Someday I know you will find yourself saying, "Hey!  I recognize you!  You're me!"

Saturday, February 4, 2017

Twix'n'Chips

I've noticed a phenomena in feeding children that I'd like to call the "Twix'n'Chips test."  Here's how it works: when considering a food item for a child's snack, the adult compares the food item to a bag of chips or a piece of candy.  The adult then decides that the item is not as bad as either the chips or the candy, and so they allow the item to pass as a healthy snack.

Strangely, the Twix'n'Chips test doesn't usually apply the same way to meals.  Adults have largely decided, it seems, that meals should contain meal items and snacks should contain snack items.  So for snacks, kids eat mixed-berry fruit leather, which has some vitamins in addition to its enormous sugar content and chewy candy consistency, and Veggie Chips, which have carrot flour somewhere on the ingredient list.  Then at meals, parents try to convince kids to eat actual real berries and carrots, and the kids don't.

After a hundred repetitions, the parents can begin to lament that their kids are terrible eaters.

I propose a solution: when assessing if an item is a healthy snack food, adults should apply the exact same rules they apply to deciding if an item is a healthy dinner food.  Not "How does this compare to candy?" but "How does this compare to my signature roasted cauliflower with cheese?"  And if the item doesn't stack up as a healthy dinner food, it's not healthy.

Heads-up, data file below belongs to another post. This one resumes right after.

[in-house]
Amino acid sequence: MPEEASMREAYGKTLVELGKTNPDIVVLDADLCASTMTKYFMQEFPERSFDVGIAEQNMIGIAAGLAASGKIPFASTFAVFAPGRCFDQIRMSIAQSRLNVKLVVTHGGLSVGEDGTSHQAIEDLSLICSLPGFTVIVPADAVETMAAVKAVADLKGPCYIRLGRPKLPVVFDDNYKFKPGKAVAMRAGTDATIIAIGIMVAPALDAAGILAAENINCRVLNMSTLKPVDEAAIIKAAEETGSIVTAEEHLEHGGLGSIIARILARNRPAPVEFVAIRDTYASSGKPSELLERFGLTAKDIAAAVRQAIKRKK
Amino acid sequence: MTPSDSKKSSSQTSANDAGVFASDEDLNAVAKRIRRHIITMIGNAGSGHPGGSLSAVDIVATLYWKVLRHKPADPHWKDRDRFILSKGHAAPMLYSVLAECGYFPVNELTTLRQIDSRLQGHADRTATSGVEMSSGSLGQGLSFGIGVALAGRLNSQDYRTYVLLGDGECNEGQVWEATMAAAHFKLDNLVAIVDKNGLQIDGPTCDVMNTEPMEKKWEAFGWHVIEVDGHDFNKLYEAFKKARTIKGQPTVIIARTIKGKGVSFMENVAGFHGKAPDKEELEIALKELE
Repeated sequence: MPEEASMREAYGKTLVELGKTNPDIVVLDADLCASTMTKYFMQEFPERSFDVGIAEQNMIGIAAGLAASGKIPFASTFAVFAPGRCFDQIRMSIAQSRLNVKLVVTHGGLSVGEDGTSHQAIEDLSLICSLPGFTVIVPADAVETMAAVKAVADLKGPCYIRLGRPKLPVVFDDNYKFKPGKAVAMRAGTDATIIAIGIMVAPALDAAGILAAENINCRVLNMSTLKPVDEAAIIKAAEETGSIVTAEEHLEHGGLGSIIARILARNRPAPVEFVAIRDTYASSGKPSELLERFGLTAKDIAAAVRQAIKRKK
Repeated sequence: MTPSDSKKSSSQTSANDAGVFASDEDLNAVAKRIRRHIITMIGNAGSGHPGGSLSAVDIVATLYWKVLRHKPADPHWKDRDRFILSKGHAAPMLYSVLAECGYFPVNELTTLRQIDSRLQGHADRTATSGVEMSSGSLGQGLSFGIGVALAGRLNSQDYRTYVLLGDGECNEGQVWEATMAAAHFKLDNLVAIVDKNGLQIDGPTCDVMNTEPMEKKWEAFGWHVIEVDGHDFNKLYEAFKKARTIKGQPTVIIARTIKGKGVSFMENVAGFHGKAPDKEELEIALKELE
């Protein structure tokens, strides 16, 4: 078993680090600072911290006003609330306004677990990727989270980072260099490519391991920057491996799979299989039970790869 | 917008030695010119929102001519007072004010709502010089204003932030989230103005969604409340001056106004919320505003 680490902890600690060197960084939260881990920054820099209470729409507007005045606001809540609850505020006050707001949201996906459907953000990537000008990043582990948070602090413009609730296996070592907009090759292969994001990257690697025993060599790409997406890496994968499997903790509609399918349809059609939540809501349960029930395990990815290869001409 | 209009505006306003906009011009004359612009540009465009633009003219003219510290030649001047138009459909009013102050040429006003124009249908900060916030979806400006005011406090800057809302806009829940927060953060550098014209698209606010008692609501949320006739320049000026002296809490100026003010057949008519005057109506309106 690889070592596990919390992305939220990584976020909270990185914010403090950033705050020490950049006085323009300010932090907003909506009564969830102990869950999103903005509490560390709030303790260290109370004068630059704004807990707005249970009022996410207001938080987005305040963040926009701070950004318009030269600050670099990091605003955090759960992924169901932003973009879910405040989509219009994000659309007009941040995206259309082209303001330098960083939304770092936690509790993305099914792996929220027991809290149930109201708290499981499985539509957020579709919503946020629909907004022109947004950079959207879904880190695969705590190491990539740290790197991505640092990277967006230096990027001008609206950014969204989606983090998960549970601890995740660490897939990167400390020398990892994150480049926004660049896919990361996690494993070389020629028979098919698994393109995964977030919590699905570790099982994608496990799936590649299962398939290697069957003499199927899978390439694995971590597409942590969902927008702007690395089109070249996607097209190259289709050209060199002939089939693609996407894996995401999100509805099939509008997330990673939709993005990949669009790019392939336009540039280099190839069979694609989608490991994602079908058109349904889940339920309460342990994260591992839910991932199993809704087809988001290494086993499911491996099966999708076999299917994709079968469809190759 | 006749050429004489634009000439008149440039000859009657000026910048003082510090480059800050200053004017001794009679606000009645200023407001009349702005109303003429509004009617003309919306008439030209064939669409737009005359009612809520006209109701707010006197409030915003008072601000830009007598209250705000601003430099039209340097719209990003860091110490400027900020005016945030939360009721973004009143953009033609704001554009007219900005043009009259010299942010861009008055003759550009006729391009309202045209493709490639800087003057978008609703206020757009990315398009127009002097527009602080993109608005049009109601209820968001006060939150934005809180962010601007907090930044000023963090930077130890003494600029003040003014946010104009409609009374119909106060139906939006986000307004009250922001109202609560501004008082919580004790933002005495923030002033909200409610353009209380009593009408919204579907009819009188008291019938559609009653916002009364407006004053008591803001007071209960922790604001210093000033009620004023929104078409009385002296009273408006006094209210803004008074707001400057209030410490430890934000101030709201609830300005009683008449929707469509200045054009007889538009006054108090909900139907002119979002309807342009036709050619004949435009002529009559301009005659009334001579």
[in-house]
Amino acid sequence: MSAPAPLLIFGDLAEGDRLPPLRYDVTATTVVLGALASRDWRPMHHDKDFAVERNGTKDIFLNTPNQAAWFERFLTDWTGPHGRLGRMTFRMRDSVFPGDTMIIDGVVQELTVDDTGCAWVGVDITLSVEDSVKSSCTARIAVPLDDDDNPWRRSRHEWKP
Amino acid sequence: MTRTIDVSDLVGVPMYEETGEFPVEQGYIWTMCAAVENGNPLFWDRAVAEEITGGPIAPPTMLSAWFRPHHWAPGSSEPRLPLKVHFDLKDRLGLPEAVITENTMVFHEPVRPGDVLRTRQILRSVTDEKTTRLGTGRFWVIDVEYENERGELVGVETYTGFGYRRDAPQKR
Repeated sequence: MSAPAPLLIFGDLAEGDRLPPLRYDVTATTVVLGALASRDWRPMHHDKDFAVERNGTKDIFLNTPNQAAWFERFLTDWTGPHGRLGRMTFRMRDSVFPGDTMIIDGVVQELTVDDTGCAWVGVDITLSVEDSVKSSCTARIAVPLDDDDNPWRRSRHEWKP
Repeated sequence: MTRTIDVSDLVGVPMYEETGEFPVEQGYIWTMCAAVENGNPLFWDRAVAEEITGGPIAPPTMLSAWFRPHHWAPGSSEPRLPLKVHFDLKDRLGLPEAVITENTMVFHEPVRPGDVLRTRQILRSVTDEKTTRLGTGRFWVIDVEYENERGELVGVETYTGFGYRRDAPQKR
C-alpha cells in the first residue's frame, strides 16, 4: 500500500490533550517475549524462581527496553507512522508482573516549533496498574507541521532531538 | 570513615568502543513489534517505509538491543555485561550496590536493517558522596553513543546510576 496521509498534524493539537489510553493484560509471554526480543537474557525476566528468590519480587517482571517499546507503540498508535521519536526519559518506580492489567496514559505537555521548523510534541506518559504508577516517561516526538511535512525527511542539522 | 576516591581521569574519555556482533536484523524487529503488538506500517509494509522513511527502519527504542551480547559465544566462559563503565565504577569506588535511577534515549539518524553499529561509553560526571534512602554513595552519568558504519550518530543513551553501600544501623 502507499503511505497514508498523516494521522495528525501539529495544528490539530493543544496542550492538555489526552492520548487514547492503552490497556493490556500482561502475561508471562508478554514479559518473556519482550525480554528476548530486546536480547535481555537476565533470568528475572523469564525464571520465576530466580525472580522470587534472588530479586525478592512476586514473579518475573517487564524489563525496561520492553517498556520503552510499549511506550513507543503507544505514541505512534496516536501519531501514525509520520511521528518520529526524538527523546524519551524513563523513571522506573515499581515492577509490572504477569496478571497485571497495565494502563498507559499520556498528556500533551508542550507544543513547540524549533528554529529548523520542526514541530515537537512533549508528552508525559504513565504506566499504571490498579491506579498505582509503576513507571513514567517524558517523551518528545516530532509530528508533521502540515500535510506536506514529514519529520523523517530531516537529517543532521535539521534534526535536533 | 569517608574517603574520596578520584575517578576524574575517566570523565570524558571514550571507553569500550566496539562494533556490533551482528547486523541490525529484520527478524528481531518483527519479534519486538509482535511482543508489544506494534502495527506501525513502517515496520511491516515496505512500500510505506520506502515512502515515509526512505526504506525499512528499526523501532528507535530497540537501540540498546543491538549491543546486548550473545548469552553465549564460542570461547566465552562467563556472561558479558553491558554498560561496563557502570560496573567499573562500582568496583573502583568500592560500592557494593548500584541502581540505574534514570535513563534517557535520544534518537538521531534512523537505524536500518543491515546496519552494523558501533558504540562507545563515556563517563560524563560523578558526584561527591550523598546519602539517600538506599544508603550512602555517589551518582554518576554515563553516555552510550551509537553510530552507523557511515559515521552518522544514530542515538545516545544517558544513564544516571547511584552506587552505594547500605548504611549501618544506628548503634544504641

I'm a pretty big fan of Dina Rose, who has both a blog and a book that are good reading on the topic of nutrition and feeding kids.  She breaks down the categories of foods as "really good for you," "not too bad," and "junk."  Generally, American parents tend to feed their kids mostly from the middle category, assuming that really good and not too bad foods can and should be grouped together.  But if we want our kids to eat and enjoy foods that are really good for them, it makes more sense to group not-too-bad and junk together.  So so any given day we are choosing either a piece of chocolate birthday cake or a whole wheat muffin, rather than both with the justification that the muffin's not too bad.

Monday, January 23, 2017

"Alternative Facts"

I am irritated that the phrase "alternative facts" is being used to describe "lies."  The concept of alternative facts actually seems useful to me, if it means factual information contextualized differently, rather than fabrications.